The term pathogenesis refers to the incidental development of a disease due to a series of changes in the structure and/or functions of cells via chemical, microbial or physical agents, and can include infection, inflammation and tissue breakdown leading to malignancy.

The pathogenesis of mesothelioma in humans is predicated on the transport of asbestos fibers to the pleura of the lungs – the fluid-filled sac that surrounds the lungs. These fibers induce an immune system response, by macrophages and other specialized cells, to the lesions that occur as a result of asbestos-fiber irritation of tissues. These lesions continue to attract, and aggregate, specialized cells, causing cellular changes within the lesion that terminate in a malignant tumor.

Evidence gathered from animal experiments indicates that asbestos acts as a complete carcinogen, though the molecular mechanisms of malignancy are not entirely clear. However, research indicates that asbestos fibers act directly on chromosomes, or structural proteins within the cell wall, to effect complex changes, with chromosome 22 showing the most distinct changes. These changes can lead to either deletion of tumor suppressing genes or the prevention of apoptosis (programmed cell death) or activation of oncogenes, via the interposition of foreign DNA, which asbestos appears to facilitate.

Some of the malignancy pathways that have been suggested are:

  • Oxygen-free radicals like hydroxyls released by macrophages which interact with chromosomal material.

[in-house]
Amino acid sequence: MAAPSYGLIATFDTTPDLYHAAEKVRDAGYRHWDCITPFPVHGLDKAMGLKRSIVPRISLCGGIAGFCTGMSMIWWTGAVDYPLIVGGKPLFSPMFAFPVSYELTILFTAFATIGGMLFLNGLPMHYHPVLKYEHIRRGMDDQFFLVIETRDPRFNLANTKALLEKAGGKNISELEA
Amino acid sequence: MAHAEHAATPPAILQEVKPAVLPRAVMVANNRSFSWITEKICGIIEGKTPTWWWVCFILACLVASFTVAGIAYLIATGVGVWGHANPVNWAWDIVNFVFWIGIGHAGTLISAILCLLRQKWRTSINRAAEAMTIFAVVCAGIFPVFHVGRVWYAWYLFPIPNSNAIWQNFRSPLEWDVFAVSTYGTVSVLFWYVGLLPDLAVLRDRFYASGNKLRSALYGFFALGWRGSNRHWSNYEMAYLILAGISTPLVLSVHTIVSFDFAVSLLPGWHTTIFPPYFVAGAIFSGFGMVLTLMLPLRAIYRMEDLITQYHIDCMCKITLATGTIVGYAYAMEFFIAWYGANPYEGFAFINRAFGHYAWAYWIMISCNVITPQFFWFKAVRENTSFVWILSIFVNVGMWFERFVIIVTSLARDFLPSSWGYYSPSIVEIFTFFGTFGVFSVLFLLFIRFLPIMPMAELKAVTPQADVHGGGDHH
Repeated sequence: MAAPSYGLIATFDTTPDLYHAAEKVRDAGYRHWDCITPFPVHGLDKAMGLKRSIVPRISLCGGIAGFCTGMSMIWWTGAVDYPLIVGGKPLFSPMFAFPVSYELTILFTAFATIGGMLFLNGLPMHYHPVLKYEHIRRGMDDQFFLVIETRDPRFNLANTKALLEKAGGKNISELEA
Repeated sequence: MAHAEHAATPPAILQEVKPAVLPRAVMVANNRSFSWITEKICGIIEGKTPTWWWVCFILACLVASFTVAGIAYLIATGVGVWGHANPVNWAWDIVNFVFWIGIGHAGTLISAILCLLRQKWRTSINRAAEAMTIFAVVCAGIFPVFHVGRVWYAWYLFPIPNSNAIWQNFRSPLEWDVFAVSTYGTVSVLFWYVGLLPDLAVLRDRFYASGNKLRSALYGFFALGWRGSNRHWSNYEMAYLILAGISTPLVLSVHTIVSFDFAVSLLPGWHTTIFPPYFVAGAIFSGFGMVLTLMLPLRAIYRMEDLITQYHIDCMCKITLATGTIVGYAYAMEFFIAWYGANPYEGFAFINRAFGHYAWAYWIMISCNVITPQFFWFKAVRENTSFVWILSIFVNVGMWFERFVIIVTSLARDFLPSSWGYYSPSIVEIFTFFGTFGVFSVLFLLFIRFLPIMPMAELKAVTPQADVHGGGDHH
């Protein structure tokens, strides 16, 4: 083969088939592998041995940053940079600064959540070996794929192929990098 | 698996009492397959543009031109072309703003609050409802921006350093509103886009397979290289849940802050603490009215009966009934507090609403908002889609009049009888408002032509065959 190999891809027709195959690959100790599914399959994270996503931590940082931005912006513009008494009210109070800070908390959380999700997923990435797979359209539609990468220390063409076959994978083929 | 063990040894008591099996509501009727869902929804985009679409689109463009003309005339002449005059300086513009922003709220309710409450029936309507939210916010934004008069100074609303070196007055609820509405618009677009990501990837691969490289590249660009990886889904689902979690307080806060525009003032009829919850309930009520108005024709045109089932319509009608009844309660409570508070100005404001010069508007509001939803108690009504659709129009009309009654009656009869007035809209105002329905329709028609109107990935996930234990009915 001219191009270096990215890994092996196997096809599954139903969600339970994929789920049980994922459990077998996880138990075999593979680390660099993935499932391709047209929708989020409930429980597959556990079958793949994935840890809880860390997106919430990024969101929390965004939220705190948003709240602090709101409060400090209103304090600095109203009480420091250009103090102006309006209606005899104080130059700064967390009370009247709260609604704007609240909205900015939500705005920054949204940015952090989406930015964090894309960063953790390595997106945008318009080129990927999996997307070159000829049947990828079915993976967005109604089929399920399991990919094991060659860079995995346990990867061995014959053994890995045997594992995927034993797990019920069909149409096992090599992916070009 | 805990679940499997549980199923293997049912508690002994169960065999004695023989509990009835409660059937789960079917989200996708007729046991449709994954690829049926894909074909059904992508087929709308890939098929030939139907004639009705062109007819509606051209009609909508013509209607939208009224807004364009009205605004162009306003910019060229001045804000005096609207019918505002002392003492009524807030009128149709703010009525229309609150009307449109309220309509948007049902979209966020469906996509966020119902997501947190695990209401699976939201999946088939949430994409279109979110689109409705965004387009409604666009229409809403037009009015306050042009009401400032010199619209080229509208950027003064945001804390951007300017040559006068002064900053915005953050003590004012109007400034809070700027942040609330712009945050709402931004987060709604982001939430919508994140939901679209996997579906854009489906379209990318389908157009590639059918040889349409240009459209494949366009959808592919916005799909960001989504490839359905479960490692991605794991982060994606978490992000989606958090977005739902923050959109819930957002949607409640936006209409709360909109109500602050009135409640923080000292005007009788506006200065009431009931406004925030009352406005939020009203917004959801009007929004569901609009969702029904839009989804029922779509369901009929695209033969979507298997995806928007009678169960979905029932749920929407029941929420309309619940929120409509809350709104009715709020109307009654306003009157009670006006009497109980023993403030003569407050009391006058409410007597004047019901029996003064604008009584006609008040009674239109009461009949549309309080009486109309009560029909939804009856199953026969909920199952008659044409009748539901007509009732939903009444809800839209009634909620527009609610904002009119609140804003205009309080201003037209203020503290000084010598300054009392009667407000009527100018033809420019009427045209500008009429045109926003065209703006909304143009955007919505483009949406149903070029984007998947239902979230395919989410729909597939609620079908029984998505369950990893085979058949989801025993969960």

• Growth factors triggering mesothelial cell proliferation
  • Immunosuppressive factors integral to asbestos which may reduce the production of lymphocytes

Four-fifths of the malignant mesotheliomas in humans result from higher than normal exposure to asbestos either through occupational or regional exposure, though recent studies suggest a genetic factor that predisposes some individuals in Turkey to mesothelioma. In addition, natural serpentine rock formations around the world predicate higher-than-normal occurrences of mesothelioma.

Of the estimated two billion mesothelial cells which form the linings of body cavities like the pleura, peritoneum, pericardium, and tunica (which protects the internal reproductive organs in both sexes), all are affected by four principal processes which can lead to malignancy. These are: irritation, mitotic disruption, DNA damage via iron-rich oxygen radicals, and the phosphorylation of the mitogen-activated protein (MAP) kinases which are involved in cell differentiation and apoptosis.
Of the two basic fiber types of asbestos, the larger are the most carcinogenic, due to their greater persistence in the body and their higher iron content, which promote higher production of reactive oxygen radicals. However, less than 10 percent of individuals exposed to asbestos at higher doses over long periods of time actually develop malignant pleural mesothelioma, or MPM, leading researchers to search for other etiologies, specifically a genetic component, a viral component (SV40) implicated in various other cancers (and formerly used in the Salk polio vaccine), and a potential link with hyaluronic acid, which is a definitive diagnostic cell stain for differentiating mesothelioma from adenocarcinomas.

The predictive pathway for mesothelial pathogenesis remains a subject of intense scrutiny and considerable dispute among scientists, with only one definitive cause recognized; genetics may play as large role in the development of mesothelioma as it does in other cancers, where a gene known as p53 has been tentatively identified as the flashpoint for mutations leading to cancer.

Related: Multimodality treatment of mesothelioma

Pericardial mesothelioma